MacFarlane Pheasants 12th Bi-Annual International Pheasant Management Seminar was held in early March. There was a broad range of topics covered and guests from all over the world in attendance. Cass Cole and Jim Klempel were two truly interesting guests.
Jim and Cass traveled to Janesville from Billings, Montana. Jim is the Principal of Yellowstone Boys and Girls Ranch in Montana and Jim is the Vo-Tech teacher at the school. Yellowstone Boys and Girls Ranch is a non-profit organization providing year-round-school and therapies to children struggling with mental health issues. In 2019, they added a new program to Yellowstone Academy. Cass Cole and Jim Klempel started a pheasant rearing program! Cass shared some details about the program he and Jim, and the youth, have developed.
The young people have learned about monitoring egg incubation, raising chicks, building pheasant pens, and caring for pheasants. When the program started in 2019, one of the campus greenhouses was renovated into an indoor pen for adult pheasants. Youth from the school also constructed an outdoor fly pen attached to the greenhouse so the birds could roam and fly! Generous donations made it possible for students and their supervisors to construct additional fly pens. They are in the process of building a third fly pen and once that is completed the Pheasant Program will have a 2,500 bird capacity!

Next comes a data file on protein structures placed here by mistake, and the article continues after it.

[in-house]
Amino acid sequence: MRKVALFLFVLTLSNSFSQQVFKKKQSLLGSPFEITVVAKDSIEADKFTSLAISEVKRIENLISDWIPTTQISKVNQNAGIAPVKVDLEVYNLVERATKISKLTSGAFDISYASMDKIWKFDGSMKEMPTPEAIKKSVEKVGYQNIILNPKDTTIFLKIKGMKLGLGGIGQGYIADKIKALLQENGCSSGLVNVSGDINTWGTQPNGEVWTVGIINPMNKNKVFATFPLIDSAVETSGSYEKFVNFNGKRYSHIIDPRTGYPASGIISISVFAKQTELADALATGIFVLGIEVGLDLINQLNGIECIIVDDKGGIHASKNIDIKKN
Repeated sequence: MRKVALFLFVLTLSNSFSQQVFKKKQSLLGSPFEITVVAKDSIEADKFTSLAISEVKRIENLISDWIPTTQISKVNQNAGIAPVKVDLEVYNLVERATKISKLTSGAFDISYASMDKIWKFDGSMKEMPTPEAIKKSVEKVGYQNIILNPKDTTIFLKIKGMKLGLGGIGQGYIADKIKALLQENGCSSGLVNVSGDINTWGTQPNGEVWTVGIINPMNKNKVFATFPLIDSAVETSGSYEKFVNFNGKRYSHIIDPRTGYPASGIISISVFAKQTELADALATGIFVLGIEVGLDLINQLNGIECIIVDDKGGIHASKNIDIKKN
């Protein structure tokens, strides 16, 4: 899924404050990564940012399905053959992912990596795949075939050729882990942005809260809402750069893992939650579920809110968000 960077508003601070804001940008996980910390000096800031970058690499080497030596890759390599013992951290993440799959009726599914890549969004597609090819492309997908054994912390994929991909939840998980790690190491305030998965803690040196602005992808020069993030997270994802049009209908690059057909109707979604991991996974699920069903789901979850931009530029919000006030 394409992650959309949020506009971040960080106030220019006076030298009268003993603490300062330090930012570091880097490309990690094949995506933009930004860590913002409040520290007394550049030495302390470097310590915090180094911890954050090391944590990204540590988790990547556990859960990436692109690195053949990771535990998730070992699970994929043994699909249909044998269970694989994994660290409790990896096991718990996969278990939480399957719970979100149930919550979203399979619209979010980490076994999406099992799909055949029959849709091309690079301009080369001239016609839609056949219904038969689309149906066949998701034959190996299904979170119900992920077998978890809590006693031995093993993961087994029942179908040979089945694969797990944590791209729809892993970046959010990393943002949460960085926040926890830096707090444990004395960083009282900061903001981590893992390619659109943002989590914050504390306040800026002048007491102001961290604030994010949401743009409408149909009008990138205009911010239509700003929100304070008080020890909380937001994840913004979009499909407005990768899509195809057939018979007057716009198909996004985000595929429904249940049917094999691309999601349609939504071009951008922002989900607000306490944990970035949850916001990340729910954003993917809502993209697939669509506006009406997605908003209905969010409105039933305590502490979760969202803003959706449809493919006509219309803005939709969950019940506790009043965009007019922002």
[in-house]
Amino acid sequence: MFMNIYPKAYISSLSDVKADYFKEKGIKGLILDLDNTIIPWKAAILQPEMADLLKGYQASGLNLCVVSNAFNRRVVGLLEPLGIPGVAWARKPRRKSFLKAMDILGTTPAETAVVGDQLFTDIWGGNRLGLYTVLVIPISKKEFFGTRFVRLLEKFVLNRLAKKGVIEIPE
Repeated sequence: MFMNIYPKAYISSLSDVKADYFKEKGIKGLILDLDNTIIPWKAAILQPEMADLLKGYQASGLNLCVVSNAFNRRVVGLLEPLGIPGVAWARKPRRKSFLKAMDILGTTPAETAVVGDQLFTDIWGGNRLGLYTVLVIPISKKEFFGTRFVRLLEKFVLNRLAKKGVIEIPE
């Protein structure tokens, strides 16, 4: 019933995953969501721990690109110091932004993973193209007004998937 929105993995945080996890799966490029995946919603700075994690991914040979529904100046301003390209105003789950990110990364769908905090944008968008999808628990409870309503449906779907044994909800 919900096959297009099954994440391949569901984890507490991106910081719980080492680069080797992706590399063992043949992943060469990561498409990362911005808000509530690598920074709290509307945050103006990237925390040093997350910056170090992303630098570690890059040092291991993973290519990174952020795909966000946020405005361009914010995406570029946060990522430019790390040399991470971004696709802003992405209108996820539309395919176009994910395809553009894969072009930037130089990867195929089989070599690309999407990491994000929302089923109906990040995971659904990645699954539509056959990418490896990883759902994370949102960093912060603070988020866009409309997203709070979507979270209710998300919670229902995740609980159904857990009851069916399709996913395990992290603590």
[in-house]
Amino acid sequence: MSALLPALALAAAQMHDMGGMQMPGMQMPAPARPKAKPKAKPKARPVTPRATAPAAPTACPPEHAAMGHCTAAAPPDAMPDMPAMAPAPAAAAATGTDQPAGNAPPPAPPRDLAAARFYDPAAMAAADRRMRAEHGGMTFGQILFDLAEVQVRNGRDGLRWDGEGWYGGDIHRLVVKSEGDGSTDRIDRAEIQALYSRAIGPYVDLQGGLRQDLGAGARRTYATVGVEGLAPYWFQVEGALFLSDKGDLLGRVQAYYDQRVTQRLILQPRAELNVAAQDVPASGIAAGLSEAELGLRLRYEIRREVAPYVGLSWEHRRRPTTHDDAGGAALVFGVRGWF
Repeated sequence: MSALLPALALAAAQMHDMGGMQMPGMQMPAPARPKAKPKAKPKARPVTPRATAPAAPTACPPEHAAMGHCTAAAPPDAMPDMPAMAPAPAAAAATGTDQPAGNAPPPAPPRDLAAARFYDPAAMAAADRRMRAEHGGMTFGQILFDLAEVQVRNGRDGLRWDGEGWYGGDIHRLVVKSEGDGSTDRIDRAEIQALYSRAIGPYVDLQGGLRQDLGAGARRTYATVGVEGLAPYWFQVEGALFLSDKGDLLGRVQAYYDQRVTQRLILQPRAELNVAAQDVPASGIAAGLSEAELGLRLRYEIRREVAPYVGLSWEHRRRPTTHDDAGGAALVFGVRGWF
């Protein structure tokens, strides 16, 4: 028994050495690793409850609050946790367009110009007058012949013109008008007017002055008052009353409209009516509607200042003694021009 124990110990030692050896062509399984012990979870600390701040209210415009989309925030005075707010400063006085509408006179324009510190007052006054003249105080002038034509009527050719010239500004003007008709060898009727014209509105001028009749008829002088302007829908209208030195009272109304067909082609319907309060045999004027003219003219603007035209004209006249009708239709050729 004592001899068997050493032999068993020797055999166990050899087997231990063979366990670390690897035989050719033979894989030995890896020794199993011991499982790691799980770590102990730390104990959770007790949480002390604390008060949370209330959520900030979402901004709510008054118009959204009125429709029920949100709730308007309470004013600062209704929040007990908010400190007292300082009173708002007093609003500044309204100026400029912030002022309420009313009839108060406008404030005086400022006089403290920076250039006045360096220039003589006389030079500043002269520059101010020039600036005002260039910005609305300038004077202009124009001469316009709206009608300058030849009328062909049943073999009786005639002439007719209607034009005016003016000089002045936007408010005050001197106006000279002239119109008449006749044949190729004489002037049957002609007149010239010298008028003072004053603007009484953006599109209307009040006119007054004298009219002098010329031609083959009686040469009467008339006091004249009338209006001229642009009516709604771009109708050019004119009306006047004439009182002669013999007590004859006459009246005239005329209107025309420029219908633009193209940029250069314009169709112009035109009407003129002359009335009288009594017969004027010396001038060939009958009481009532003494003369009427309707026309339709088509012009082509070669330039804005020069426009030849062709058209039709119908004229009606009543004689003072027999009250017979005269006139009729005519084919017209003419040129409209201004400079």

The ranch currently receives 200 eggs and 300 live chicks in the spring. Some birds are kept for breeding, some are sold, and at least 500 hens are released at local wetland areas and on private ranches to aid in increasing the pheasant population in Montana.
Students are involved every step of the way. They learn the lifecycle of the birds through egg and chick development. They also learn how to care for and nurture a living organism. It is heartwarming to hear how much positive influence pheasants have had on the lives of these children.
Cass and Jim are so proud of the program. They came to MacFarlane Pheasants’ 4-day seminar to learn more about pheasant rearing and possible ways to improve their program. They were excited to learn more about biosecurity, rodent control, the process of hen to hatch, and bird nutrients. They told us that they returned “with a plethora of knowledge and resources to continue their work enriching the lives of troubled boys and girls through the Yellowstone Boys and Girls Ranch Pheasant Program.”